The Rev. David Thurston was an anti-slavery Congregational minister at a time when the Congregationalist Church’s leadership was fervently opposed to the abolitionists. Instead, the church supported the abolitionists’ mortal enemies, the American Colonization Society. Between 1833 and 1834, Thurston embarked on a lecture tour to set the Maine countryside afire with his searing abolitionist sermons. Although the audiences were small, he undoubtedly won over a few souls. As he once wrote:
[God] has made it our duty always to act from religious principle. We are not authorized to act from a principle of selfishness or party interest today, and of benevolence tomorrow. We are to be holy always in all we do. We are required to be as holy, that is to have a pure desire to honor God and to promote the welfare of men, at one time, as at another, on the second and third days of the week, as on the first.
Thurston was an passionate organizer, and when he helped found the Winthrop Anti-Slavery Society in May of 1834, he was also elected its first President. In addition to the male-run Society, he helped launch female and juvenile chapters in the town. Thurston tried to pull his parishioners into the movement and held a monthly concert of prayer for enslaved people at his church. However, his radicalism caused a “division” among his congregants that eventually led to his dismissal.
The second anti-slavery society in Maine was founded by merchant Ebenezer “Deacon” Dole and his brother, Daniel, at his Hallowell home, which still stands today an Second and Lincoln streets. Deacon Dole was a friend of Garrison’s — he helped bail him out of jail in 1830 and hosted him in his home during Garrison’s 1832 visit to Hallowell. It’s likely that Deacon Dole was also a conductor on the Underground Railroad. In November of 1835, an enslaver named Ambrose Crane, of St. Marks Florida, accused Dole of “stealing” his wife’s “property” by providing asylum to a young African-American girl who served as the Crane family’s nanny while they were visiting Hallowell the previous August.
“Now Sir I have only one word to say (at present) on the subject that is, to return my property to me without delay or expense,” Crane wrote to Dole, “or I pledge you my word it shall cost you 3 times the value of the girl, besides I will advertise you & your compatriots in this nefarious transaction in every state in the union & offer such a reward as will probably give me the pleasure of seeing you here when I could get more for exhibiting you a month than you have made all your lifetime…”
Little else is known about the girl or if she ever made it to freedom, but it doesn’t appear the threat worked. Deacon Dole’s nephew, Daniel, became a missionary in Hawaii. In 1893, Daniel’s son, Sanford Dole, backed an American-led coup d’état that overthrew the islands’ indigenous monarchy and installed him as President of the new Hawaiian Republic. Another of Deacon Dole’s nephews, Charles Fletcher Dole, became a radical Unitarian minister, anti-imperialist and outspoken proponent of racial and gender equality. Charles’ son, James Drummond Dole, on the other hand, went to Hawaii in 1899 to join his cousin Sanford and help establish the massive Dole pineapple empire that made them fabulously rich.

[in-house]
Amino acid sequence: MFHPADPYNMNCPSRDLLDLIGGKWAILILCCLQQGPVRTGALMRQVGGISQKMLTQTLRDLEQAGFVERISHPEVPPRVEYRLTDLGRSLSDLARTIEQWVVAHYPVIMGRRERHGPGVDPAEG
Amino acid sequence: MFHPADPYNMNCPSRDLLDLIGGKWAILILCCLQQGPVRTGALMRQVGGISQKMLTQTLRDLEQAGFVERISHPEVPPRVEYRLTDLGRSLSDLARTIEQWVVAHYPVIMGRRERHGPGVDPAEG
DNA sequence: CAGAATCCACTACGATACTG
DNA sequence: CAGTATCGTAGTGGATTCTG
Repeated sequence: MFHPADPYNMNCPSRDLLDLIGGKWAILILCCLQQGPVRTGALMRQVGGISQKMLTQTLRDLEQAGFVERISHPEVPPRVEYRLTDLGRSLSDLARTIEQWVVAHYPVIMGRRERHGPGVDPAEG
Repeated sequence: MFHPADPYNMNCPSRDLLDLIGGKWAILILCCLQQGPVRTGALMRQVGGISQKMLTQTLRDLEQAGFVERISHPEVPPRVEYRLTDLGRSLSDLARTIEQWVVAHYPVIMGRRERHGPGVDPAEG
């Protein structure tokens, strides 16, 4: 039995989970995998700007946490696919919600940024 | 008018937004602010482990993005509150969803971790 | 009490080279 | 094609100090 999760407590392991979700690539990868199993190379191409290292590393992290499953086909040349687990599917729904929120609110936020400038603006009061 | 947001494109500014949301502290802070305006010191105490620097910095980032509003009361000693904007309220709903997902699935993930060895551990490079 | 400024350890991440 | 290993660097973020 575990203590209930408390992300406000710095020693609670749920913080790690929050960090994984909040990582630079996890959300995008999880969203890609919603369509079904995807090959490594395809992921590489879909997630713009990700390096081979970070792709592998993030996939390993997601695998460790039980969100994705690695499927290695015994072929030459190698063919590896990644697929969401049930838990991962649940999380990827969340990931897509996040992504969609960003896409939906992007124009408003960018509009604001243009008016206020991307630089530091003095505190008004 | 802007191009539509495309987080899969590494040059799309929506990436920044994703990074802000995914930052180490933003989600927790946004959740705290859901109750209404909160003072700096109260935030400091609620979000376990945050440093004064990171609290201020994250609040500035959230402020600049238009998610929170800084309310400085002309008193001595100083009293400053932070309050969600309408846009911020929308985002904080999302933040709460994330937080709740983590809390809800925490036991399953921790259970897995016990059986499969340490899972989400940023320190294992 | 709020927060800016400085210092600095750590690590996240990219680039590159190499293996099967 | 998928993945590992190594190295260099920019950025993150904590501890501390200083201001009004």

At the same time, conservative activists were also organizing mass meetings to stop the spread of abolitionist sentiment. A large crowd of anti-abolitionists packed a meeting in Portland in August of 1835 to condemn the rabble-rousers. They expressed fear that abolitionists would “excite the passions of the slaves” and “make free persons of color not only dissatisfied with the condition in which they were placed by the established orders of society, but to make them repine and murmur at the order of Providence which by an indelible character has marked them and will forever mark them as a peculiar people.”
As historian Louis Hatch writes, the assembled anti-abolitionists resolved that although slavery was morally wrong, “its immediate eradication would produce evils which cannot be contemplated without dismay.” Instead, those gathered put their trust in “the generous and chivalrous South” to gradually rid itself of slavery over time. The group appointed a representative from each church parish in the city to formally request their churches forbid anyone from lecturing in their meeting houses about the abolition of slavery.
Like reactionary conservatives today, the Portland anti-abolitionists blamed the growing anti-slavery sentiment in the city on outside agitators: “itinerant, intermeddling foreigners, impertinently obtruding themselves upon our people” and seeking to stoke a slave insurrection and civil war. When it was announced that the keynote speaker of the upcoming Anti-Slavery Convention was none other than famed British abolitionist George Thompson, the opponents of abolition had the perfect villain for their xenophobic conspiracies.
Andy O’Brien is the communications director for the Maine AFL-CIO. You can reach him at firstname.lastname@example.org.